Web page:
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Urban gridlock costs economy £4.4bn

Tue, 17 Dec 2013

GRIDLOCK in urban areas is costing car-commuting households £4.4 billion a year, according to a report.

Congestion in London accounts for £2 billion of the overall annual cost, the report by traffic information company Inrix and the Centre for Economics and Business Research (Cebr) showed.

The report was compiled by studying congestion in the UK's 18 largest urban areas. It was found that the average British driver spent 40 hours a year stuck in jams, with the average for London drivers being as high as 80 hours.

The overall cost figure was made up from the direct cost of fuel wasted (£441 million), the direct cost of commuter time wasted in traffic (£2.79 billion) and the indirect cost to household bills (£1.19 billion).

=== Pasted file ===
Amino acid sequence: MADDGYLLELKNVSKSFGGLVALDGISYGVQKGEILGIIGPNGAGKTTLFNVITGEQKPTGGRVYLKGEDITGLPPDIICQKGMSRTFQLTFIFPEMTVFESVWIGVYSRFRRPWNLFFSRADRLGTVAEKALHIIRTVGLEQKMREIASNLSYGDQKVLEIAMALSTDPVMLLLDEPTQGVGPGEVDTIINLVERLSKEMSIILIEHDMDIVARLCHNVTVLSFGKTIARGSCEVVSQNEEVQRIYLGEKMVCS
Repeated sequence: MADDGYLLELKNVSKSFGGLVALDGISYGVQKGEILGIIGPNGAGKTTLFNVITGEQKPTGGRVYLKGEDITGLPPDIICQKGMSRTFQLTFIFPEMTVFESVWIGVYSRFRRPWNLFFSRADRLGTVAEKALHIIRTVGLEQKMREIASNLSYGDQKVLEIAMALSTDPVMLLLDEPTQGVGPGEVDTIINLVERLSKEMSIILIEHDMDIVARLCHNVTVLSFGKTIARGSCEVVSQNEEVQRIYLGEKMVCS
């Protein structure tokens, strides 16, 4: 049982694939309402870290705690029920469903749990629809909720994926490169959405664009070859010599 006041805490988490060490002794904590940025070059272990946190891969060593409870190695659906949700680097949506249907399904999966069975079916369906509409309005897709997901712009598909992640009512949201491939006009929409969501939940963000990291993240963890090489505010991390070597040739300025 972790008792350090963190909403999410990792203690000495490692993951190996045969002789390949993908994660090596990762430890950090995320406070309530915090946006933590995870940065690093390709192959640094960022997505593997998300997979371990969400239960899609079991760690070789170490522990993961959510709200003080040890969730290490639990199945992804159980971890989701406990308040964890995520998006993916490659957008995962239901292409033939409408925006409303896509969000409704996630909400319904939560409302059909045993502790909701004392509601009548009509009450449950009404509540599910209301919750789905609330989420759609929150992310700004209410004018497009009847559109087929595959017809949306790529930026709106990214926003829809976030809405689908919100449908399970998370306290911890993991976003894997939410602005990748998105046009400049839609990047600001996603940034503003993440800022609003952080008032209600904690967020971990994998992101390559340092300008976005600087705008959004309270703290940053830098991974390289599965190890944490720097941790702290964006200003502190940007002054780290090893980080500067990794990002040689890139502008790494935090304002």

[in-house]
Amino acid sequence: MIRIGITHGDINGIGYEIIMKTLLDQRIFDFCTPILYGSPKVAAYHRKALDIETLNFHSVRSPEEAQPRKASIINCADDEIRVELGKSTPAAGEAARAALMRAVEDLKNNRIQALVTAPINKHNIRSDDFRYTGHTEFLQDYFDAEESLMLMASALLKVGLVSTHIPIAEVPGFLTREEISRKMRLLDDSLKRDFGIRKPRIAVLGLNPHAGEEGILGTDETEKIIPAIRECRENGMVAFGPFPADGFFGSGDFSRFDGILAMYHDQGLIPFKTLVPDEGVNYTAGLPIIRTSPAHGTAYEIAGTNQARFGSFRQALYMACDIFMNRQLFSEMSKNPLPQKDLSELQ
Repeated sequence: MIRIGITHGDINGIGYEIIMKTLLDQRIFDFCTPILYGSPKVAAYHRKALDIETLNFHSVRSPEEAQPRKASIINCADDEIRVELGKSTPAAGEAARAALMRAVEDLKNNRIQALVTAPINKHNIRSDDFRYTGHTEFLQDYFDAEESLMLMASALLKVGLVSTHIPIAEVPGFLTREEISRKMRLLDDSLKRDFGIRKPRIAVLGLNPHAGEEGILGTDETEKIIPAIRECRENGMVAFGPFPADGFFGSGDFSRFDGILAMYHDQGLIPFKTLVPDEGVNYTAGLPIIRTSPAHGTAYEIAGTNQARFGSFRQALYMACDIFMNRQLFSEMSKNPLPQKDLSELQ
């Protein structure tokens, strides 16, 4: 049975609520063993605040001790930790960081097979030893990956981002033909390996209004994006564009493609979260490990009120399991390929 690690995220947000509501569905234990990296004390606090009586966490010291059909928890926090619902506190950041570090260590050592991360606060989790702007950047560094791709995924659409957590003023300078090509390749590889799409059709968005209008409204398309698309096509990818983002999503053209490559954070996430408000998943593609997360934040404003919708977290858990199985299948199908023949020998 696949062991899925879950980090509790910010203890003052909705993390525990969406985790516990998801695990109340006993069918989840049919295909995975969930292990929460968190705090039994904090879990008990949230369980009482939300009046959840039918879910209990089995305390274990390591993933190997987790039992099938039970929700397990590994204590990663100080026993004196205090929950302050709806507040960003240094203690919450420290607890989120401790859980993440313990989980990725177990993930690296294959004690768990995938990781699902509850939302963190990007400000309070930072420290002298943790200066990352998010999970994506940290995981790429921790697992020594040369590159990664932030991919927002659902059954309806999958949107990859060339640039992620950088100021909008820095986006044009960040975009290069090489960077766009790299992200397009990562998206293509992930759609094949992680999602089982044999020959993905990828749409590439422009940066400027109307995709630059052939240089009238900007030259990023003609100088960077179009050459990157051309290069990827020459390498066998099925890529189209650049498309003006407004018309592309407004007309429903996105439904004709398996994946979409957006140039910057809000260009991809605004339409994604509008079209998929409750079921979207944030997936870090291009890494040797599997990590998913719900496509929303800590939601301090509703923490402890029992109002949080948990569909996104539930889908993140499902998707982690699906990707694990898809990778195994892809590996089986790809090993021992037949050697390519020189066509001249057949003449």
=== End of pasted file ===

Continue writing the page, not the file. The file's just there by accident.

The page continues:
The household bills figure was compiled from higher freight and business fees as a result of company vehicles being stuck in traffic, with the additional costs being passed on to households.

As well as London, the urban areas in the study included Belfast, Birmingham, Bradford-Leeds, Bristol, Cardiff, Coventry, Edinburgh and Glasgow.

The rest of the areas were Kingston-upon-Hull, Leicester, Liverpool, , Manchester, Newcastle upon Tyne, Nottingham, Portsmouth, Sheffield and Stoke-on-Trent.

Inrix European director Matt Simmons said: "Millions commute to work by car every day and these findings expose the significant economic impact gridlock is having on the UK economy.

"Congestion is reducing productivity, leaving commuters with higher bills and less time, as well as damaging the environment. With debates around HS2 and the UK's transport infrastructure, it is time to take action."

By utilising 'big data' to make sense of traffic intelligence on vehicle movement, bottlenecks and congestion, Britain can address the challenges facing its road network and the millions that depend upon it."

By Peter Woodman, Press Association